San Diego Humane Society and the ASPCA Sponsor Bill to Allow Access to Veterinary Care Via Telemedicine
Expanded use of telemedicine will help bridge gaps in veterinary care caused by workforce shortages
SAN DIEGO (March 21, 2023) — To address the alarming challenges pet owners are facing when seeking veterinary care in California, San Diego Humane Society and the ASPCA® (The American Society for the Prevention of Cruelty to Animals®) are sponsoring a bill that would allow increased access to services via telemedicine. AB 1399 Veterinary medicine: veterinarian-client-patient relationship and veterinary telemedicine, introduced by Assemblymember Laura Friedman (D-Glendale) and Assemblymember Josh Lowenthal (D-Long Beach), will empower licensed California veterinarians to establish a veterinarian-client/patient relationship through video technology, and to assess when an animal needs to have an in-person examination and when veterinary telemedicine would be a safe treatment decision.
Currently, California regulations prohibit veterinarians from effectively using telemedicine, even barring licensed veterinarians from giving simple advice and direction to pet owners through telemedicine unless the owners bring their animals into the veterinary hospital. Pet owners are forced to wait for hard-to-get appointments so that veterinarians can perform in-person physical examinations of an animal as a prerequisite to providing almost any medical recommendations. The law requires veterinarians to conduct a new in-person examination each time that an animal (even a regular patient of the vet) has a new veterinary problem, including minor and common ailments, or for routine prescriptions. AB 1399 would make veterinary care more accessible for all pet owners, especially for people in remote or underserved areas with few or no veterinarians and those who face financial, geographic and logistical obstacles getting pets to a clinic.
Telemedicine would also be a huge benefit to shelters across the state. “Shelters with veterinarians on staff may face situations where their veterinarians can’t be on the premises but can still provide care through telemedicine,” said Dr. Gary Weitzman, president and CEO, San Diego Humane Society. “For animal shelters without veterinarians on staff, third-party veterinarians may be able to provide valuable, lifesaving services through telemedicine.”
“Given the critical shortage of veterinarians, it is unconscionable that outdated veterinary regulations prevent California pet owners from accessing veterinary virtual care. As we have seen in human healthcare, safe and convenient telemedicine technology can help bridge gaps in care caused by workforce shortages, but in California, red tape blocks California-licensed veterinarians from providing telemedicine services,” said Brittany Benesi, senior director of state legislation for the ASPCA’s Western division. “Telemedicine can reduce animal suffering, address financial and logistical barriers to veterinary care, keep pets in their homes, and extend the capacity of animal shelters to serve animals and their communities by increasing access to veterinary care. We are grateful to Assemblymember Friedman and Assemblymember Lowenthal for their leadership on this issue, and urge state lawmakers to pass A.B. 1399 to enable veterinarians to use technology to protect the pets who need it most.”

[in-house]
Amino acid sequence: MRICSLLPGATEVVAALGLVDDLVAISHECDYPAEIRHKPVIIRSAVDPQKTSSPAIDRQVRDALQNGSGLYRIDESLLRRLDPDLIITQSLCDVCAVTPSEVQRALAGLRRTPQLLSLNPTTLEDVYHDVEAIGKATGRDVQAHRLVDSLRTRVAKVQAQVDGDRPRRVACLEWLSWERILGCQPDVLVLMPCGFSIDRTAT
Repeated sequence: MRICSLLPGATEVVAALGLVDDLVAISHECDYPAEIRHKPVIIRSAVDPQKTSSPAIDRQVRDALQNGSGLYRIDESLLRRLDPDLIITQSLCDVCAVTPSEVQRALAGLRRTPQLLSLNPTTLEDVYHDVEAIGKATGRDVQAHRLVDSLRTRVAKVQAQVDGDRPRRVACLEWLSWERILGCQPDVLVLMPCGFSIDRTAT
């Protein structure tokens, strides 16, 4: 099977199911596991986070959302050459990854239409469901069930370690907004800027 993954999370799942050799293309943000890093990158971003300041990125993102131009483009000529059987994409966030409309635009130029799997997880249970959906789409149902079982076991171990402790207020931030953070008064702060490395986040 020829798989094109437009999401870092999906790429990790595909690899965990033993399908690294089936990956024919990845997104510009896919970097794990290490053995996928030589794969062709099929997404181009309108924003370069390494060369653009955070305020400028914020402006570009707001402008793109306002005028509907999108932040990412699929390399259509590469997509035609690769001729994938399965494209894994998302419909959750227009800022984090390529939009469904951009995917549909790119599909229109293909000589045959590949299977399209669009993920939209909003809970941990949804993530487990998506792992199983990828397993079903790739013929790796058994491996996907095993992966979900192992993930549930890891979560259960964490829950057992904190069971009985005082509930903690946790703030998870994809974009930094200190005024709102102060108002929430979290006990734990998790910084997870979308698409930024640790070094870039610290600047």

"During the pandemic, we saw how effective telemedicine can be for human healthcare, so why not apply this working model to veterinary care where there is a huge shortage?” said Assemblymember Laura Friedman (D-Burbank). “Telemedicine is a proven, safe means for delivering care. With this bill, we can prevent thousands of animals from needlessly suffering.”
“The pandemic accelerated our thinking on how we access healthcare and that experience has proven that not all medicine needs to be practiced in person,” said Assemblymember Josh Lowenthal (D-Long Beach). “I am proud to be a joint author on AB 1399, which takes what we learned from the pandemic and expands telehealth access to veterinary medicine. Expanding access to telemedicine is particularly important for humans and animals who live in rural locations, lack access to transportation, or have other mobility issues. As we face a statewide shortage of veterinarians, the virtual house call is an excellent option for our pets to improve access to healthcare, when deemed appropriate by an attending veterinarian.”
"California is facing a critical and urgent shortage of trained veterinarians, and as a result, our state's most vulnerable animals are suffering needlessly because of lack of access to care," said Dr. Jennifer Scarlett, CEO of the San Francisco SPCA. "Introducing telemedicine practices could help fill that critical service gap and allow more animals to receive much-needed medical care. Telemedicine is accepted in human medicine and proven to be beneficial in providing care to nonverbal patients through caretakers. It is past time for the veterinary profession to modernize and address the care gap.”
Top Three Reasons Why Veterinary Telemedicine is Needed:
- California’s Veterinary Care Accessibility Score has a failing grade of 47 out of 100, according to the Access to Veterinary Care Project.
- Nearly a third (50 million) of the nation’s pets don’t see a veterinarian at least once a year, according to the American Veterinary Medical Association.
- An estimated 75 million pets in the U.S. could be without veterinary care by 2030 if we do not update our approach to providing these services, according to a study from Banfield Pet Hospital.
Finally, an added bonus of telemedicine: Veterinary exams are stressful for most dogs and cats. In the clinic environment, pets are sometimes separated from their owners for exams, and, in many cases, the separation results in even greater stress. This can mask issues that led pet owners to seek care in the first place.
Published: March 21, 2023